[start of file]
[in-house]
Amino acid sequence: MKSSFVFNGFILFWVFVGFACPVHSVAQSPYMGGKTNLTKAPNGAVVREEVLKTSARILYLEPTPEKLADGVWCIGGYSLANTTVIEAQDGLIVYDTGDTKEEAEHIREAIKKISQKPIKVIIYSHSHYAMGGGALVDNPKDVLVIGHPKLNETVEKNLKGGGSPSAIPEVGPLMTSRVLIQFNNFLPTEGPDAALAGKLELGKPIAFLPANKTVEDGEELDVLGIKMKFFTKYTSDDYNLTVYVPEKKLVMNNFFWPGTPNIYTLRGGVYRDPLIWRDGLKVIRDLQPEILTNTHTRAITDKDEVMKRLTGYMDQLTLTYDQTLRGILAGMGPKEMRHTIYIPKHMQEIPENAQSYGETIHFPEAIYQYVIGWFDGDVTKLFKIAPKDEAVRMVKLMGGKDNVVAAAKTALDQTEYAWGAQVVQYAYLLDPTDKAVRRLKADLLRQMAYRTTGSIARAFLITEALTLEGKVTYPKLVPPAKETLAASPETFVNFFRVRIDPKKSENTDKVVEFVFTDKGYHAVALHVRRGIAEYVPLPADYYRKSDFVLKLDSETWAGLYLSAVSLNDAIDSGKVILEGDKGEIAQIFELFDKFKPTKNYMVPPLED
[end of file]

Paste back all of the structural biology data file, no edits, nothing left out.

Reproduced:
[in-house]
Amino acid sequence: MKSSFVFNGFILFWVFVGFACPVHSVAQSPYMGGKTNLTKAPNGAVVREEVLKTSARILYLEPTPEKLADGVWCIGGYSLANTTVIEAQDGLIVYDTGDTKEEAEHIREAIKKISQKPIKVIIYSHSHYAMGGGALVDNPKDVLVIGHPKLNETVEKNLKGGGSPSAIPEVGPLMTSRVLIQFNNFLPTEGPDAALAGKLELGKPIAFLPANKTVEDGEELDVLGIKMKFFTKYTSDDYNLTVYVPEKKLVMNNFFWPGTPNIYTLRGGVYRDPLIWRDGLKVIRDLQPEILTNTHTRAITDKDEVMKRLTGYMDQLTLTYDQTLRGILAGMGPKEMRHTIYIPKHMQEIPENAQSYGETIHFPEAIYQYVIGWFDGDVTKLFKIAPKDEAVRMVKLMGGKDNVVAAAKTALDQTEYAWGAQVVQYAYLLDPTDKAVRRLKADLLRQMAYRTTGSIARAFLITEALTLEGKVTYPKLVPPAKETLAASPETFVNFFRVRIDPKKSENTDKVVEFVFTDKGYHAVALHVRRGIAEYVPLPADYYRKSDFVLKLDSETWAGLYLSAVSLNDAIDSGKVILEGDKGEIAQIFELFDKFKPTKNYMVPPLED